Form, finance, and use over time
Author(s)Lukez, Paul, 1958-
Massachusetts Institute of Technology. Dept. of Architecture.
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This thesis is about making buildings affordable. It will explore thinking of buildings as being comprised of nearly decomposable systems of different lifespans. A nearly decomposable system is a system in which the links and relationships between the elements of it are stronger than its relationships to the elements of other systems. Nearly decomposable systems are subsystems of larger systems in which the interactions between subsystems are weak but not negligible. The four nearly decomposable systems of a building to be considered in this thesis will include: the structure, the exterior envelope, the interior, and the furniture. Each system will be analyzed according to the input it requires and the output that it provides the other, both initially and overtime. Each decomposable building system can be associated with different users: tenants, owners, investors, or others, depending on what the building requires of the users and on the ability to meet those requirements. Each decomposable system can be financed by a different financier or with a different financial mechanism. Similarly the input and output of the financial system both initially and over time wiN be analyzed . My intent in doing so is to match the user with that building system which meets the user's needs while staying within the constraints of the financial system. An analysis of the input and output of each system will be followed by a description of an economic model which was created with the intent of modelling the relationships between the three systems as they are played out in the average priced American house. Several strategies are superimposed on the model to demonstrate ways in which the affordability gap can be closed.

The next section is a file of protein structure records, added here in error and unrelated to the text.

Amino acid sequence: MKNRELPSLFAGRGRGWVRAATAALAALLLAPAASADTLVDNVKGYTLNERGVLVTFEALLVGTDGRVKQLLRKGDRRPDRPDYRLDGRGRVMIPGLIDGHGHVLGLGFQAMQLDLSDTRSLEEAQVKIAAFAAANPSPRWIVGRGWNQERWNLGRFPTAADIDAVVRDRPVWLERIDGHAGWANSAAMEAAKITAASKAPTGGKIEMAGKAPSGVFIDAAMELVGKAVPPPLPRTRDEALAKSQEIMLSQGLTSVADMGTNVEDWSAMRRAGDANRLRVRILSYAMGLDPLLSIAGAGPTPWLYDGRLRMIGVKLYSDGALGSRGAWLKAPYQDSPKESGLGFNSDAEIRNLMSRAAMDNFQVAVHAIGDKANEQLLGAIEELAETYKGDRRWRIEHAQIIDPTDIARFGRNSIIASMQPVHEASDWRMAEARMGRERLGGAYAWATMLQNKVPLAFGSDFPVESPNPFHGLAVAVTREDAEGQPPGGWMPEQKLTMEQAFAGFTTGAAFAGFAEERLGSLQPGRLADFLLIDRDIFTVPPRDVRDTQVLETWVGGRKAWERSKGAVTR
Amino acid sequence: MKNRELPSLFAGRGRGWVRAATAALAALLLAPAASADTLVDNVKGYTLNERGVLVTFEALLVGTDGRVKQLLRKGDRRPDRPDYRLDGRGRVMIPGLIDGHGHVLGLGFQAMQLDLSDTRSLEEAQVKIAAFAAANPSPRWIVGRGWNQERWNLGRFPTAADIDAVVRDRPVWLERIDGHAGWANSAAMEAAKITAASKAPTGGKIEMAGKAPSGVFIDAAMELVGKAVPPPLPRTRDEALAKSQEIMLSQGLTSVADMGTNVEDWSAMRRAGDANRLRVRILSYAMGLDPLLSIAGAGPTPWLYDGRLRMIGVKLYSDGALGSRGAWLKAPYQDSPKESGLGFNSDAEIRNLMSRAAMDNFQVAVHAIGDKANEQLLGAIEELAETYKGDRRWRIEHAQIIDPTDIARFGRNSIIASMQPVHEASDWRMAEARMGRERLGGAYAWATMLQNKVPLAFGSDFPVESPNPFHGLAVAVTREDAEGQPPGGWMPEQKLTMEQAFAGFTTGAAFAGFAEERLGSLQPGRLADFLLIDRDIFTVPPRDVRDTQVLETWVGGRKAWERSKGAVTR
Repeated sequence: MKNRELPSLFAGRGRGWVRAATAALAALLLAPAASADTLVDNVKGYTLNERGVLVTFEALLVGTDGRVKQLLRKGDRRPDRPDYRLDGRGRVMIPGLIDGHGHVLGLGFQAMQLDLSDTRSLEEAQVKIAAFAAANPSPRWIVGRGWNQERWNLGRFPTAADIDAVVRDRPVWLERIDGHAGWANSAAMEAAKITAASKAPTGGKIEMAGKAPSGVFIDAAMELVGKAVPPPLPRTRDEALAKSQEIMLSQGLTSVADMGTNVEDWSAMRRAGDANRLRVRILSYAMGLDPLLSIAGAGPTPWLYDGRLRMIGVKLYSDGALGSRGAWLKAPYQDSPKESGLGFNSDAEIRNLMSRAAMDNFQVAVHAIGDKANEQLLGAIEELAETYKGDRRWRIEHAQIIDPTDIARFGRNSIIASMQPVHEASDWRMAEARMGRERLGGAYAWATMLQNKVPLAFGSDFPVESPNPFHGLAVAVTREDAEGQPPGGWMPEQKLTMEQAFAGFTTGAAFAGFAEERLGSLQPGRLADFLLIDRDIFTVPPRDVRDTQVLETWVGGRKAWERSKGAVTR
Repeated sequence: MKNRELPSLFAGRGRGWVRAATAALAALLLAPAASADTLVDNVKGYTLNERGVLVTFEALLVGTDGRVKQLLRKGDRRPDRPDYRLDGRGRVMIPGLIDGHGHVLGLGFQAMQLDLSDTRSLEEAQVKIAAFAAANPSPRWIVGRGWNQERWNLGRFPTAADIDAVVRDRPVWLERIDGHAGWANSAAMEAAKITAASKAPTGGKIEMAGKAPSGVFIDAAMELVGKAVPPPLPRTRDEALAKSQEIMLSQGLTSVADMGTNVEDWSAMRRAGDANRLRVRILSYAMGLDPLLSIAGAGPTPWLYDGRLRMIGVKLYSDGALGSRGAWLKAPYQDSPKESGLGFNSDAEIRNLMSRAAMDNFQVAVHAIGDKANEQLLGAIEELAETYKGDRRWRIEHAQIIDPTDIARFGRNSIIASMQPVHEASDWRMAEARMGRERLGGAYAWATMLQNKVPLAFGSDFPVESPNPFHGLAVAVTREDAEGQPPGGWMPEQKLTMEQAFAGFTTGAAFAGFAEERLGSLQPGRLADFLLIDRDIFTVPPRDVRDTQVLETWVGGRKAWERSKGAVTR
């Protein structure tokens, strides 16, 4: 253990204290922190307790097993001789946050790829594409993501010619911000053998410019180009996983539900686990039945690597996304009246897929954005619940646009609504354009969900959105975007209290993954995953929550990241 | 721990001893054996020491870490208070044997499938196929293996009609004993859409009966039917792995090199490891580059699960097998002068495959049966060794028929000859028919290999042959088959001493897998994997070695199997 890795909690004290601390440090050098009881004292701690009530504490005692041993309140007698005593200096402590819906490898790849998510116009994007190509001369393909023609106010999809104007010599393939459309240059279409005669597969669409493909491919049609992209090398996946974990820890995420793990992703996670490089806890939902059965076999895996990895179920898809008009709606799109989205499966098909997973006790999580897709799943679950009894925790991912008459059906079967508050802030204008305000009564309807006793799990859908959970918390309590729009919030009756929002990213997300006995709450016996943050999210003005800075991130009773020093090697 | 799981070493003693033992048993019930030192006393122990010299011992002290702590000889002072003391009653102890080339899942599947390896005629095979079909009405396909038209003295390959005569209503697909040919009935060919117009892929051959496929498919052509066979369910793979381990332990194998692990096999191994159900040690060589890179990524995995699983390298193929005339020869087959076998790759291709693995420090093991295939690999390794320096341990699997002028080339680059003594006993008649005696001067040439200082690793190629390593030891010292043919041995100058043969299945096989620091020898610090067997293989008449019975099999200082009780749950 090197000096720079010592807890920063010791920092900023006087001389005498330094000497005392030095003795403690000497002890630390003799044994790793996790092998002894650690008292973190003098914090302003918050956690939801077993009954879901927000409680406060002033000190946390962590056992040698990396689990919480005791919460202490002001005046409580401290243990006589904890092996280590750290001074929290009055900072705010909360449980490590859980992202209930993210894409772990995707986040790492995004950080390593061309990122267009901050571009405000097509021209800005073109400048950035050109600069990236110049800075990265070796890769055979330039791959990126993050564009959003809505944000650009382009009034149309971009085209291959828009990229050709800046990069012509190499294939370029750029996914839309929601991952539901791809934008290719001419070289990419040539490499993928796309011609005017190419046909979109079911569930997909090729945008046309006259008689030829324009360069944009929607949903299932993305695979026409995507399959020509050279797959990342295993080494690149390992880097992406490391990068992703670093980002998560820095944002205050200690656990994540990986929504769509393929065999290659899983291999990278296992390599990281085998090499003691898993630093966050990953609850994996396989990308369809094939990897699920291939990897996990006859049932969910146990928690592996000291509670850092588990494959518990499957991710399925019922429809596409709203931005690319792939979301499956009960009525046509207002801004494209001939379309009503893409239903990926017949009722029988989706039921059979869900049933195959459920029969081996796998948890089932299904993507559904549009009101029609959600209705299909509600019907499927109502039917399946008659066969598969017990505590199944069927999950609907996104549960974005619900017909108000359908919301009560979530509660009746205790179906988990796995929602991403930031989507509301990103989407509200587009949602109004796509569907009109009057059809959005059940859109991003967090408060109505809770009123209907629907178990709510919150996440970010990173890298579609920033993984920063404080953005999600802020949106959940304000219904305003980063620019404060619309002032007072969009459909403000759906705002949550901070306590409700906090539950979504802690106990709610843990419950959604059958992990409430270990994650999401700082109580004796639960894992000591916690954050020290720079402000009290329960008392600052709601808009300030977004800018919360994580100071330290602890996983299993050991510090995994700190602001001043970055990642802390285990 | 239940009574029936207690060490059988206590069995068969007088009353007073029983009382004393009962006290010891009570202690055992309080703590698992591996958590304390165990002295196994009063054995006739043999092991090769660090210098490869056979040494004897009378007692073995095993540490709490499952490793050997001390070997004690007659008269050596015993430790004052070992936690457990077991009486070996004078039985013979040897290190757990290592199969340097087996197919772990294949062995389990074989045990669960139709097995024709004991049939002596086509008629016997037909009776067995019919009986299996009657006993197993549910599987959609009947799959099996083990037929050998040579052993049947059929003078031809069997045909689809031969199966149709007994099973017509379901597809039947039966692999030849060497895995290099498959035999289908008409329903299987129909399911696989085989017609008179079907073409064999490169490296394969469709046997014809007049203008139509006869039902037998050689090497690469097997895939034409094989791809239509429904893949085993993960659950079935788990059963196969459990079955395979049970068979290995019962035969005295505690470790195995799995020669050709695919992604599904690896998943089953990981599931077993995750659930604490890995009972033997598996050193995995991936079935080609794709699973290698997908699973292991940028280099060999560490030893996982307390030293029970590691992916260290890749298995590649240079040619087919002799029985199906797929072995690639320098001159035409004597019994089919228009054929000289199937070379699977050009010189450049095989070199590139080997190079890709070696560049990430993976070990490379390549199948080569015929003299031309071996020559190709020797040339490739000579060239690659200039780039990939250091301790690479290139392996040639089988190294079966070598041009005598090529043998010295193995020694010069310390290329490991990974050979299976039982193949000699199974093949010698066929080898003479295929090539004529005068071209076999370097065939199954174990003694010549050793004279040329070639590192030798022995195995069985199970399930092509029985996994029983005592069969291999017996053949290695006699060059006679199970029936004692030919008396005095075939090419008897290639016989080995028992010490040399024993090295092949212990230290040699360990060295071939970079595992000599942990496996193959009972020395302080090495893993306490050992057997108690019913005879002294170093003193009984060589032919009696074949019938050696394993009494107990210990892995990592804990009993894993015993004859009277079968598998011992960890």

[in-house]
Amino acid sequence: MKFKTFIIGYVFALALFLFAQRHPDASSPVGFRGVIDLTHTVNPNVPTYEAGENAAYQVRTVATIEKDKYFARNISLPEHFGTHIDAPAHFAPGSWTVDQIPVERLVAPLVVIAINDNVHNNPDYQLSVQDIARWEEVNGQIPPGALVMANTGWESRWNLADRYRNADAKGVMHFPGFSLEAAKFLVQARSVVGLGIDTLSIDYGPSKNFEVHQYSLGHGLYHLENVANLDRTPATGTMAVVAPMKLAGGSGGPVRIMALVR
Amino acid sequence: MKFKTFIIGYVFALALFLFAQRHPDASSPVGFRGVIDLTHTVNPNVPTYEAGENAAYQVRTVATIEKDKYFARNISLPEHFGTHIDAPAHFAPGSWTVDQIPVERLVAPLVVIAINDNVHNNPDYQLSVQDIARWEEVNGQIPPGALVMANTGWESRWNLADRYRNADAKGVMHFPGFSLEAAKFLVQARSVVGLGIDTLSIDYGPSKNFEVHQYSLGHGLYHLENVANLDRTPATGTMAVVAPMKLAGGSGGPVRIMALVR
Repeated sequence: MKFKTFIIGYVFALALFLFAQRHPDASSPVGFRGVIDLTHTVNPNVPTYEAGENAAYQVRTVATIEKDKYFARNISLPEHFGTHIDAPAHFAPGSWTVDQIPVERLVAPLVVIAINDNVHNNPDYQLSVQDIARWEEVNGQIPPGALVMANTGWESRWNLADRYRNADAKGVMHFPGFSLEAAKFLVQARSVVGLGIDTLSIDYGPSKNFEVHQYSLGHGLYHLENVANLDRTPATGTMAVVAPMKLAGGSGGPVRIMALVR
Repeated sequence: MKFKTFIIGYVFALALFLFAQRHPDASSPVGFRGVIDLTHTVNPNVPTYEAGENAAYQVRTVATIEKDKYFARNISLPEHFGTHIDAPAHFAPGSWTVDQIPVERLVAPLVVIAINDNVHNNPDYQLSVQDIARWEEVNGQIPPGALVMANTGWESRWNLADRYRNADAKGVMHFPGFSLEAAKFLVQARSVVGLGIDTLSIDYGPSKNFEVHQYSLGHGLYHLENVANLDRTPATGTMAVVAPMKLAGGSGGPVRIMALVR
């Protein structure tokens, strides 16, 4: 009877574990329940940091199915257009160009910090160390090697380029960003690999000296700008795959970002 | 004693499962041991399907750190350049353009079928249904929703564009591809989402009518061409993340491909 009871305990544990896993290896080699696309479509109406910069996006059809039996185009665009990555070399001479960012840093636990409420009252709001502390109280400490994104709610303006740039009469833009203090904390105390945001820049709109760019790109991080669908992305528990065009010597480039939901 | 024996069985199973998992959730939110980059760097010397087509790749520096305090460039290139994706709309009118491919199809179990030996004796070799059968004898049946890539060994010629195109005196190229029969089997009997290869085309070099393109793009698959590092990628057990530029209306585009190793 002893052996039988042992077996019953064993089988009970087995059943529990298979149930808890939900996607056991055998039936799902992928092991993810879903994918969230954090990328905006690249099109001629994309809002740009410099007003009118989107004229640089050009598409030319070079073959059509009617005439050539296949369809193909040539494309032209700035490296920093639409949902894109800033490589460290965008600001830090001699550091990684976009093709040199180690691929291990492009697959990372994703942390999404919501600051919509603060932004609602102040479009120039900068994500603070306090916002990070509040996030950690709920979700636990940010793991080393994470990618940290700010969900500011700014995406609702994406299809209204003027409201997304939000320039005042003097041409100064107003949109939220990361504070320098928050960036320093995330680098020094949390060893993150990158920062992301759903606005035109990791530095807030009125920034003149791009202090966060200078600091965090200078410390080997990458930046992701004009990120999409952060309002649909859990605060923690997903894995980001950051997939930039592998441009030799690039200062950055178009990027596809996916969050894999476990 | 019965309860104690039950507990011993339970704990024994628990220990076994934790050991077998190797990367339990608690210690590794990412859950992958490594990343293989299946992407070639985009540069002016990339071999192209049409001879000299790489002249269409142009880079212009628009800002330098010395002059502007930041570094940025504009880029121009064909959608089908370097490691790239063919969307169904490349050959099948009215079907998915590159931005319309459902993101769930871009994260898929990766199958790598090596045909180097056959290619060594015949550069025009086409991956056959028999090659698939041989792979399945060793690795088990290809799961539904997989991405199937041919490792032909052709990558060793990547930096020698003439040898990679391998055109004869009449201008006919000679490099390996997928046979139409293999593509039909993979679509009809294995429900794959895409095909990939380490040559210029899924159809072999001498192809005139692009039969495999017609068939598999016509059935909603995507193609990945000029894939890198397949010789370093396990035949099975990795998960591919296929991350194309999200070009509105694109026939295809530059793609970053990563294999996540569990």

Thesis (M. Arch.)--Massachusetts Institute of Technology, Dept. of Architecture, 1985.MICROFICHE COPY AVAILABLE IN ARCHIVES AND ROTCH.Includes bibliographical references.
DepartmentMassachusetts Institute of Technology. Dept. of Architecture.
Massachusetts Institute of Technology